The Awami-Shahbagis go as far as to posit their ultra-Bengali nationalism as a counterpart of Islam- the religion. This particular overreach of a Bengali linguistic-ethnographic heritage against Islam. Awami-Shahbagi Bengali ultra-nationalism often believes in their ability to even overtake religious identity using an ever-changing Bengali cultural identity.
– “Fascism views political violence, war, and imperialism as a means to achieve national rejuvenation”: This characteristic of Fascism is exemplified in Awami-Shahabagis’ call for another “Mukti Juddho” or “Liberation War” every other week. The Awami-Shahabagi leadership regularly calls for violence against their major political rivals, the latest of this was seen on December 29, 2013, when the following happened:
– Awami-Shahabagi activists attacked Bangladesh Supreme Court premise. This is the first such instance in Bangladesh’s 42 years of history, where party activists of any political party went inside the Supreme Court premise and beat up Supreme Court Lawyers (see video).
– Awami-Shahabagi activists attacked Bangladesh Press Club. This is perhaps the second instance in Bangladesh’s 42 years of history, where political party activists attacked the Press Club. Both the attacks were carried out by Awami League activists, once during the early 70’s and the second time on December 29, 2013. The attackers were carrying Bangladeshi flag, and wearing bandanna made out of the Bangladeshi flags (see video).
– Awami-Shahbagi activists attacked female Lawyers, who were completely unarmed. The Awami-Shahbagi activists used Bangladesh’s national Flag stands as weapons for beating the female lawyers, and the attackers were wearing the national flag in their head (an overt example of Ultra-nationalism). See pictures below.
– Awami-Shahbagi activists attacked Dhaka University professors, a very rare occurrence even in Bangladesh’s turbulent political standards.
The Awami-Shahbagis earlier in the year of 2013 took possession of Shahbag Square of Dhaka (hence the name Shahabagi), and demanded death sentences of key accused of the 1971 War Crimes. All major independent observers like the United Nations, Human Rights Watch, Amnesty International, International Commission of Jurists etc have termed the War Crimes Tribunal flawed and lacking international standards. The US Senate passed a resolution number 318 where the tribunal was termed as lacking international standards. Yet, the Awami-Shahabagis continued for months their so called “Second Muktijuddho” or “Second Liberation War”, where they were demanding “specific verdicts” instead of “proper trial”, as a lynch mob. The trial remained popular across the board in Bangladeshi society, although a vast majority, according to scientific opinion polls, remained skeptical about the fairness of the trial proceedings. The Awami-Shahabagis, disregarded all calls for fairness in the trial proceedings, and found it to be their ultra-nationalistic duty to defy all credible international calls for remedial actions regarding the trial proceedings. Such misguided ultra-nationalism now has squandered Bangladesh’s only chance to render proper justice to the victims of 1971 atrocities.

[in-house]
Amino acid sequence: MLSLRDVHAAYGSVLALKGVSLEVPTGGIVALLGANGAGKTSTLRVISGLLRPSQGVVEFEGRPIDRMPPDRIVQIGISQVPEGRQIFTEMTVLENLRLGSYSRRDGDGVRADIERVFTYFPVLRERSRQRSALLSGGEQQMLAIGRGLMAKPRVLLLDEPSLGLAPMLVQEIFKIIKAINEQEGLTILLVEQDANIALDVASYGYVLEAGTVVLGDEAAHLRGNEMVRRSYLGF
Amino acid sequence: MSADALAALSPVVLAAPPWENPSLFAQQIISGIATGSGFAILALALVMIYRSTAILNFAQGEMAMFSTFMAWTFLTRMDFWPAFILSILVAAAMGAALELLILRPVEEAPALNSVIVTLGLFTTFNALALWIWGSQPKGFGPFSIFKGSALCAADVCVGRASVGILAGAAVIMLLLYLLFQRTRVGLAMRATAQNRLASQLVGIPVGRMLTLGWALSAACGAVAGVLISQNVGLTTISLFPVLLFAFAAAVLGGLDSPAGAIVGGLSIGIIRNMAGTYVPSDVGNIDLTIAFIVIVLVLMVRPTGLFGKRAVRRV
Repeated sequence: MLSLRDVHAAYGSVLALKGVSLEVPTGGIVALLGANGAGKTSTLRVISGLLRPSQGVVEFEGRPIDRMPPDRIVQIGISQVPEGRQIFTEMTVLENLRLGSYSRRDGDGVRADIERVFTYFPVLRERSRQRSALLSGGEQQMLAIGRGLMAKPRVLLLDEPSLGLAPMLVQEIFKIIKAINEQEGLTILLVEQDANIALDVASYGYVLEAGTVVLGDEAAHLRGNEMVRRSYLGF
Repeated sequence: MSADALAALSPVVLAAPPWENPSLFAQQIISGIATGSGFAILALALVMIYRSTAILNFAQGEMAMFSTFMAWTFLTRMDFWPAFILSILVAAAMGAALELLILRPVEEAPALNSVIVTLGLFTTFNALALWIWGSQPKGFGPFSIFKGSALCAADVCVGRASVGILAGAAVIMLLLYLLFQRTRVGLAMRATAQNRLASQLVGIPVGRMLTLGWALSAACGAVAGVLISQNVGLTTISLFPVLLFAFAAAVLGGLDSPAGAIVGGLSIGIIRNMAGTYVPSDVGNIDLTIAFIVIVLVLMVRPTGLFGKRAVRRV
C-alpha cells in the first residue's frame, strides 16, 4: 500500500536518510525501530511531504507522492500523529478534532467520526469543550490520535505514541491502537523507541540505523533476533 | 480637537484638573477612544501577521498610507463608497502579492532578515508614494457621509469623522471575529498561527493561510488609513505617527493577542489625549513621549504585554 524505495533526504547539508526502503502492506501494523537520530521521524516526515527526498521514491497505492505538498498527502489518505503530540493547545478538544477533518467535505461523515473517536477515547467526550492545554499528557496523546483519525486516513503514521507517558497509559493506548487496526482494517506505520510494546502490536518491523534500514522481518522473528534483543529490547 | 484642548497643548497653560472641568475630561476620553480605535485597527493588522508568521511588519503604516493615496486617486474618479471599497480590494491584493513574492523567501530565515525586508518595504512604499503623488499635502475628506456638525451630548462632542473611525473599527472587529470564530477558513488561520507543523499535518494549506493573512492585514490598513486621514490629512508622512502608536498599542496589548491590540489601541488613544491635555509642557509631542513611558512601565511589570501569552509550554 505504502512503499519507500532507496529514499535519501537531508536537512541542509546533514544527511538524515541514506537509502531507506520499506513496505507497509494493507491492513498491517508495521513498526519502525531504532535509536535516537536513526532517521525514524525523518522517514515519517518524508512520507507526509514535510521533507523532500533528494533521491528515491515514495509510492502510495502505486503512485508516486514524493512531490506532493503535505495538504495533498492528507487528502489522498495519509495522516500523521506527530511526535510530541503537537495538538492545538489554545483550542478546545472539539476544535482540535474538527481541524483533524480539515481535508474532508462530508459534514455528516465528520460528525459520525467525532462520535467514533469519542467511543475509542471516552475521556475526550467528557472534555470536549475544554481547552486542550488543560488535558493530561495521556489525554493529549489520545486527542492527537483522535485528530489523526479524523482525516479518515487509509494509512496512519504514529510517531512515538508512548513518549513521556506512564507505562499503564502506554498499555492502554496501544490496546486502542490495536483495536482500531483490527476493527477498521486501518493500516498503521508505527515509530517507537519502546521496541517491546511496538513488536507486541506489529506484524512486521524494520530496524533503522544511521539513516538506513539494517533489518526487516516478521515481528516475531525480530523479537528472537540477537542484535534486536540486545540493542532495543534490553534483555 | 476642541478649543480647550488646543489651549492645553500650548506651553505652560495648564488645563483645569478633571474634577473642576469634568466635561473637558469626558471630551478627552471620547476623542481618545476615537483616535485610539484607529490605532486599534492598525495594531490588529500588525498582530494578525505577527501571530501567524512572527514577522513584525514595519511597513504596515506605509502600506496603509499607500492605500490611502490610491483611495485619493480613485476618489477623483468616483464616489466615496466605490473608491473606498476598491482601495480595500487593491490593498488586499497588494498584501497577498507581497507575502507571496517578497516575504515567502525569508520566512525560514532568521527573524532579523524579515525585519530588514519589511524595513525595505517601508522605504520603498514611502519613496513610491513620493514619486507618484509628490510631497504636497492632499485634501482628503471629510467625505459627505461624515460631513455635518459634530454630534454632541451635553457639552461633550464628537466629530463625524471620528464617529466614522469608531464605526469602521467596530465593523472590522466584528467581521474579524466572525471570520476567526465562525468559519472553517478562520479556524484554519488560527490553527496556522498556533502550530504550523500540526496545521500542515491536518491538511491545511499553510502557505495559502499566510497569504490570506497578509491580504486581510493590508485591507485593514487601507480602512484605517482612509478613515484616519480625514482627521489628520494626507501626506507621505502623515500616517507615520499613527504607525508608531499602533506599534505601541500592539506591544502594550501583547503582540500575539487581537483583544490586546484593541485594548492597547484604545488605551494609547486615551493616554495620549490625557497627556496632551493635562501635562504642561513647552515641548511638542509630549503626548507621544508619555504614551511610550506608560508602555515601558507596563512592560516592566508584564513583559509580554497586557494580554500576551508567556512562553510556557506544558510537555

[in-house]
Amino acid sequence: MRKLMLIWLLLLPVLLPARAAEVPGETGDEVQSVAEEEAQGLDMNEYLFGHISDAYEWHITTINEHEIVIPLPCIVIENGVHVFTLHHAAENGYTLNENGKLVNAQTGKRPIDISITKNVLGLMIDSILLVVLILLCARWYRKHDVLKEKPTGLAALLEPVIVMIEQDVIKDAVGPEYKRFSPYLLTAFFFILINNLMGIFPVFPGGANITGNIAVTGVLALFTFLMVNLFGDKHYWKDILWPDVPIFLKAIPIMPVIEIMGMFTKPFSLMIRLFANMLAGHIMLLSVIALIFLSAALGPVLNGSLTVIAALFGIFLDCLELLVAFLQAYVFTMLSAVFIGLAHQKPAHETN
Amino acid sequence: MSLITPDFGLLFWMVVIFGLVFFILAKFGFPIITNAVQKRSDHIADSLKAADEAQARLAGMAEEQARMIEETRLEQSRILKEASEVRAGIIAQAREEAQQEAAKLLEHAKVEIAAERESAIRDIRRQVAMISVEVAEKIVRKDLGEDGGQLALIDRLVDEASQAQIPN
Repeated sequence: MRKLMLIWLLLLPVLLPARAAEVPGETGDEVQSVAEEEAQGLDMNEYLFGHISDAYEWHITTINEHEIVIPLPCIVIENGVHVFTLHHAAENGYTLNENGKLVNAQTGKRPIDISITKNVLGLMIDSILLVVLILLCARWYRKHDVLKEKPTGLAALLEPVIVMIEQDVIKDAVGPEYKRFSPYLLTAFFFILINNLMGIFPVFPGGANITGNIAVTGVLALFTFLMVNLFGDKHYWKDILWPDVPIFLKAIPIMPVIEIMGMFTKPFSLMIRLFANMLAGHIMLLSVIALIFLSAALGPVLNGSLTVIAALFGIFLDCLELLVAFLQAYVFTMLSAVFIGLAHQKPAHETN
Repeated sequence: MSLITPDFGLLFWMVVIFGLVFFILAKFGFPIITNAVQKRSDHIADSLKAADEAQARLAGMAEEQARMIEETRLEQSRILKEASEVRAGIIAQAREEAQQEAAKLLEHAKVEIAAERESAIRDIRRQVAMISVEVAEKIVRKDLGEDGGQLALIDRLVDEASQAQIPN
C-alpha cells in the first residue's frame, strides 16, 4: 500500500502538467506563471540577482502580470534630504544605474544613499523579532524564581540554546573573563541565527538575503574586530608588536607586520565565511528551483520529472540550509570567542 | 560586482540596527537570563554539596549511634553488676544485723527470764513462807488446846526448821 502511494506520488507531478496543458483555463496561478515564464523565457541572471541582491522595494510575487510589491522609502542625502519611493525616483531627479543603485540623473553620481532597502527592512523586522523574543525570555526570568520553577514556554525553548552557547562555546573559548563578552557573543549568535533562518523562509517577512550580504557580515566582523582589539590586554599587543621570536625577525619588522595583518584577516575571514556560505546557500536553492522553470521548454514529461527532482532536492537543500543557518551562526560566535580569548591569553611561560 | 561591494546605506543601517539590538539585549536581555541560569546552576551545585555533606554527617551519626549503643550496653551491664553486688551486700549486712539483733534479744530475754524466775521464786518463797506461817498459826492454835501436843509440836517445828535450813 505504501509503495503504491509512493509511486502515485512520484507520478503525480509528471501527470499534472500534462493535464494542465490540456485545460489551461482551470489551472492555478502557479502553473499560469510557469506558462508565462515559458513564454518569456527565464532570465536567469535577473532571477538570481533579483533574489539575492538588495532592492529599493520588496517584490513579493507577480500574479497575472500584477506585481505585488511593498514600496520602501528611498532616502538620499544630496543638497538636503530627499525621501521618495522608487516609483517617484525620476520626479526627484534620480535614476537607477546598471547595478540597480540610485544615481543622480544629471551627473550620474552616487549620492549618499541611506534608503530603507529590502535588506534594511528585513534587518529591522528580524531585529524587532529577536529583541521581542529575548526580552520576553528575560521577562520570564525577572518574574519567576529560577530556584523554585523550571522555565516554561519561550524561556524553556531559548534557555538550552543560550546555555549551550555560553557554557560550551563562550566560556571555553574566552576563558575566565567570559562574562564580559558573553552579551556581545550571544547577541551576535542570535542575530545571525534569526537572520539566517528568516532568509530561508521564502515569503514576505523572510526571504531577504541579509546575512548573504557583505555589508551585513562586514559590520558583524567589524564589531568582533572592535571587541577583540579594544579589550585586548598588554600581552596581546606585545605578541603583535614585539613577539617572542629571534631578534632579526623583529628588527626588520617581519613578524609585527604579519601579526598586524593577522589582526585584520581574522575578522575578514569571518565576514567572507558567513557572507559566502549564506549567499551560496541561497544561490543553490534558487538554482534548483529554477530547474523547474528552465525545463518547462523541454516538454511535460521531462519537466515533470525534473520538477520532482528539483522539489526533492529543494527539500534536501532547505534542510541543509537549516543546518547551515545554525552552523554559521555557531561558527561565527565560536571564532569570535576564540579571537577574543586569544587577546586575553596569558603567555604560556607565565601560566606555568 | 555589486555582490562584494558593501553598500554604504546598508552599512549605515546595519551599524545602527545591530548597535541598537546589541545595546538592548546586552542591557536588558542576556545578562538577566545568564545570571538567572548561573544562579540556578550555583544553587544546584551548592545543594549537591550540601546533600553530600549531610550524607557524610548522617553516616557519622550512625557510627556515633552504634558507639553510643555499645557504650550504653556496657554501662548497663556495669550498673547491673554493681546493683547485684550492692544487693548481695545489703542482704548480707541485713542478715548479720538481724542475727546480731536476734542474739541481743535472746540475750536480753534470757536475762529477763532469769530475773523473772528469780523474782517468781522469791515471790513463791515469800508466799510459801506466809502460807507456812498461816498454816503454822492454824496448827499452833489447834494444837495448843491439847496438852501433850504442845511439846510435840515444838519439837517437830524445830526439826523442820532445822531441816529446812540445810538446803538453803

Awami-Shahabagis call for violence can be further exhibited in the below incidences:
– Awami League activists for the first time in the history of Bangladesh conducted processions with sticks against Supreme Court Judges back in the early 2000’s
– Awami League activists for the first time in the history of Bangladesh asked its party men to show up in the streets of Dhaka with oar and sticks to beat up their opposition, which ultimately resulted in the first nationally televised live killing of a opposition party men (see video)
– The fact that Awami-Shahbagis can beat up old folks due to political disagreement, is perhaps worse than even fascism (see pic)
– Awami League activists for the first and only time in Bangladesh’s history attacked and beaten up Bangladesh Army personnel (see pics), clearly showing the ultra-nationalistic invincibility felt by the Awami-Shahbagi activists
Despite all the historical evidences above, and being a textbook case of fascism, Awami-Shahbagis are still the favorites of Dhaka’s liberal elites! The world needs to study this phenomenon closely.
3 thoughts on “Is this a party of Liberals?”
How can Awami League with its Fascist Ideologies be a party of Liberals?
Love u awami league! Love bangladesh. Joy Banga!